Our work focuses on treating the whole patient through coordination across multiple health and human services systems. Our cross-systems experience informs these projects and guides our clients and their partners toward their shared outcomes. We also work with our clients on better using their own data to understand their community’s specific health needs. We regularly explore the impacts of upstream investments on social determinants of health, including the built environment, justice systems, social services, and more. Our strength is in understanding the intricacies of these many different systems, and in helping our clients target their interventions to promote equity and improve health outcomes for all.
A strong public education system that prepares children for adulthood is a fundamental pillar of our society. Transforming education so that all children can thrive and learn is imperative. In California, recent policy decisions have handed school districts increased local control to target funding decisions to specific community needs. This has allowed districts to focus on the unique needs of their students, including behavioral health services, special education programs, and efforts to disrupt the school-to-prison pipeline. We work with education systems to maximize limited resources, capitalize on available technology, and design 21st-Century learning programs needed to give students the best chance to succeed, particularly those in persistently underachieving schools.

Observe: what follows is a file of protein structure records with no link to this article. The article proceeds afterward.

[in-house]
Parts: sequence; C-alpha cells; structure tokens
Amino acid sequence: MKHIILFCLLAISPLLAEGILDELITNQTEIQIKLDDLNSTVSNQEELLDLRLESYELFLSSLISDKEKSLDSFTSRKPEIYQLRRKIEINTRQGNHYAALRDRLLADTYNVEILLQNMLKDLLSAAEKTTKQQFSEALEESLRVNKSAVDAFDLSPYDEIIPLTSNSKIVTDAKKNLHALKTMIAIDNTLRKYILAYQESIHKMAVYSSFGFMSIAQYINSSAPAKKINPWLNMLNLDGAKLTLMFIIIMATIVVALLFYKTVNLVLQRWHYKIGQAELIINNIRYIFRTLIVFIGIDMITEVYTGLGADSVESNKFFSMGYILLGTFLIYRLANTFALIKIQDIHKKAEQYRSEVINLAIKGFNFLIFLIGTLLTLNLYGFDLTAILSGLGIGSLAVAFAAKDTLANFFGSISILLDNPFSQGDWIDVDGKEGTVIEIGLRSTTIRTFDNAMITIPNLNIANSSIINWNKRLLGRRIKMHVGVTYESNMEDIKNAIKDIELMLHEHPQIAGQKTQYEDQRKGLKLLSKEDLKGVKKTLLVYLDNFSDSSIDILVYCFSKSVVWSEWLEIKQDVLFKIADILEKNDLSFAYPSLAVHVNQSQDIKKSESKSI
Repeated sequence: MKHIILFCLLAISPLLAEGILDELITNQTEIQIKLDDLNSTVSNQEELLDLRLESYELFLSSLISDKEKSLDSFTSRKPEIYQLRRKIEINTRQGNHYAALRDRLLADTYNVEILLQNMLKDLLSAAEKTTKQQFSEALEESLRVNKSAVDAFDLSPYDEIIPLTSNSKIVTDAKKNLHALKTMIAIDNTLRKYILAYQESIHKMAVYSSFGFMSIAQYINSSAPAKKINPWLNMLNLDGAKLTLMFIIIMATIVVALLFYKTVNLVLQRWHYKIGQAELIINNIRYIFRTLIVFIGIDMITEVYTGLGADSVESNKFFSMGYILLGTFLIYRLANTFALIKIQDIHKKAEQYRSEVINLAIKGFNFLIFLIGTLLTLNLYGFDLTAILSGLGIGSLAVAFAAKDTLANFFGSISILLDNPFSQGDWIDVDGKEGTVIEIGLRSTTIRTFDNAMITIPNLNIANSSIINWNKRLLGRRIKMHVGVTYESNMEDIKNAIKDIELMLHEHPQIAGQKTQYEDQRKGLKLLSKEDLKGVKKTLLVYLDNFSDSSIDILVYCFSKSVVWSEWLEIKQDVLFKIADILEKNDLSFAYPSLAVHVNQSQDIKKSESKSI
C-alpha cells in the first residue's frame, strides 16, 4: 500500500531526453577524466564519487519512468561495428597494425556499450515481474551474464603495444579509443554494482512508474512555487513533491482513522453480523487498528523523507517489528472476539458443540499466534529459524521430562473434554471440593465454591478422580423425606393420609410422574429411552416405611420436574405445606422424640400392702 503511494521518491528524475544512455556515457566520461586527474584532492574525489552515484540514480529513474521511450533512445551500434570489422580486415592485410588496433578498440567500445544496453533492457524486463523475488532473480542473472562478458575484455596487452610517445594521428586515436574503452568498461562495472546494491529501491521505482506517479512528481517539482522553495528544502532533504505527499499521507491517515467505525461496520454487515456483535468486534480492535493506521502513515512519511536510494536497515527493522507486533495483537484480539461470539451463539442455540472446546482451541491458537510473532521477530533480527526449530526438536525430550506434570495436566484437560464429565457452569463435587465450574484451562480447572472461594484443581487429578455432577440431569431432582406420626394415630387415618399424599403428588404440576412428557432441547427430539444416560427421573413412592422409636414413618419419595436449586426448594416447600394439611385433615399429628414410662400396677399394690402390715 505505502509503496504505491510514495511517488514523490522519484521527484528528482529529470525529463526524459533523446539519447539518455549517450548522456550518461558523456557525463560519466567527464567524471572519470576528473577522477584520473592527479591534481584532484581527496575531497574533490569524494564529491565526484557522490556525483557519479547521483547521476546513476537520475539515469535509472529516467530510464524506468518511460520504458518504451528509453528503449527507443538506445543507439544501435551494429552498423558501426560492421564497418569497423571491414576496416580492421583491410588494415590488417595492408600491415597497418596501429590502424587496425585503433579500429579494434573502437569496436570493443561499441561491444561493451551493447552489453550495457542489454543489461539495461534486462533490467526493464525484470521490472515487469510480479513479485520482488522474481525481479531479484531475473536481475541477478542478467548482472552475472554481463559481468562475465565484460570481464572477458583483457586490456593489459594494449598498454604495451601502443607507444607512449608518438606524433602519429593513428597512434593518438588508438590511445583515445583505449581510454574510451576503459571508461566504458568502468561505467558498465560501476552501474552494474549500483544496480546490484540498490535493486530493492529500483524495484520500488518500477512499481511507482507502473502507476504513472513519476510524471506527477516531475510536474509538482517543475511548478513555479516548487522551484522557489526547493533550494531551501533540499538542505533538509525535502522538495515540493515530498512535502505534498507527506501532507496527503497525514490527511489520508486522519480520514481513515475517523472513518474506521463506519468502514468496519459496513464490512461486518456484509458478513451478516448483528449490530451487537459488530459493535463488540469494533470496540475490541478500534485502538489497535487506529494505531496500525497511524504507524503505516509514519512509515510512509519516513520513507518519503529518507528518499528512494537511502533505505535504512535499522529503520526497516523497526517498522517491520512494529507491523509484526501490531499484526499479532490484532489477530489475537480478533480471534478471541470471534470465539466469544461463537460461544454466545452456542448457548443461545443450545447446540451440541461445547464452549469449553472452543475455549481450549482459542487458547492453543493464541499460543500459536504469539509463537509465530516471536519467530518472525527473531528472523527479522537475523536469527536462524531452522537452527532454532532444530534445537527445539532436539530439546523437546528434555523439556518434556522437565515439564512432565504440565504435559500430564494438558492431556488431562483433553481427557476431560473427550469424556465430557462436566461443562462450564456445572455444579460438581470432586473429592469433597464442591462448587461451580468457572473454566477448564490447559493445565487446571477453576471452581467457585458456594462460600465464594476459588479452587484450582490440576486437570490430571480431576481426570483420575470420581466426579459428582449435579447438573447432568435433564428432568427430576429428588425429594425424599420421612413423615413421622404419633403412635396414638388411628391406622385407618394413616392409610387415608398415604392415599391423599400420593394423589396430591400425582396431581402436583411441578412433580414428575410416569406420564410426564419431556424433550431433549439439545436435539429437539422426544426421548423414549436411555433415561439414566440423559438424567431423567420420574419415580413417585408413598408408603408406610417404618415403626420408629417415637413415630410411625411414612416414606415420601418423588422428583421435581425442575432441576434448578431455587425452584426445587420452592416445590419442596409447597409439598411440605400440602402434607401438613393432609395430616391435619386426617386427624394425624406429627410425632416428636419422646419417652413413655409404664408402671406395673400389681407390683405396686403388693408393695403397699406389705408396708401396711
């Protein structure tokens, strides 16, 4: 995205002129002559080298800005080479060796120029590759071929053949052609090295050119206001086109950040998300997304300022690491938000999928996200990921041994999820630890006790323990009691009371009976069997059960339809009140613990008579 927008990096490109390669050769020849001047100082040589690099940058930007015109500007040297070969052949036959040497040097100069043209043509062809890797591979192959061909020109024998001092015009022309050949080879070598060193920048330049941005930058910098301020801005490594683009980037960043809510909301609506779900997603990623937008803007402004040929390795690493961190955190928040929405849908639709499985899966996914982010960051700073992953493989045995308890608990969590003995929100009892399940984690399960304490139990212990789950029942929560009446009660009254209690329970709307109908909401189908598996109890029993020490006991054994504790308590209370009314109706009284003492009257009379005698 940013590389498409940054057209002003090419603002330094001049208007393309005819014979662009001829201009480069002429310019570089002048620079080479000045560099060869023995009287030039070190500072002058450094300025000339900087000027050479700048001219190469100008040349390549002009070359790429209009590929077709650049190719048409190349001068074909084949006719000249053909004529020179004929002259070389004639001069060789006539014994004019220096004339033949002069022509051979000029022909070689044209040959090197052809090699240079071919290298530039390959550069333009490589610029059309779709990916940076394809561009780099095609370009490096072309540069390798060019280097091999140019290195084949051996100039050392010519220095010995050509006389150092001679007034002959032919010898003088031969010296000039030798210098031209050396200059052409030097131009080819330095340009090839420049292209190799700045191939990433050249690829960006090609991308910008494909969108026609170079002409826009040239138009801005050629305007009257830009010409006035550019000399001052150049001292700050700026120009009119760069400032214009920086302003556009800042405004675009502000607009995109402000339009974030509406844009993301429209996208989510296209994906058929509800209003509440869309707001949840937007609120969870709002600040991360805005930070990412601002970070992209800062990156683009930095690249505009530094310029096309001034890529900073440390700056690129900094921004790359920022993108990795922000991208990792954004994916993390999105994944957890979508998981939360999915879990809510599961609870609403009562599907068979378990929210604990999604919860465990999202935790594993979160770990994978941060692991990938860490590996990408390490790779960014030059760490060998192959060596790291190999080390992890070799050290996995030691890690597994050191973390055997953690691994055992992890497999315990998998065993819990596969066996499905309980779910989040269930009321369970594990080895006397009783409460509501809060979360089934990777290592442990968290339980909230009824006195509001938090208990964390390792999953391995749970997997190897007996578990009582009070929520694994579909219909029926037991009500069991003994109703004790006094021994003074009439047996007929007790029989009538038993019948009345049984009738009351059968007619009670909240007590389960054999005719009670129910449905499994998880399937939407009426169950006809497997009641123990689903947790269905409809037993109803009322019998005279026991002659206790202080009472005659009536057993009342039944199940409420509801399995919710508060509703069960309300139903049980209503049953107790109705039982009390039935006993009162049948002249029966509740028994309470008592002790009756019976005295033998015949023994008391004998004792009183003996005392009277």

RDA also works closely with early childhood programs that engage children and their families from birth to help them succeed in school and beyond. Early childhood practitioners emphasize the importance of maternal and infant health, school readiness, and literacy during this most important time of development.
This supports the belief that children need wraparound care. This idea is apparent in the movement toward community schools, which connect students and families to needed health and social services. Our work helps facilitate this collaboration, and we look forward to continuing to work with early child and education systems to enable all children to have a high-quality education in healthy environments.
Adult education, career technical education (CTE), and workforce development offer opportunities to build skills that will help individuals achieve self-sufficiency, academic achievement, and professional stability. As the economy evolves, adult education has become an essential part of workforce development strategies to build a labor pool with relevant skills for emerging and changing industries.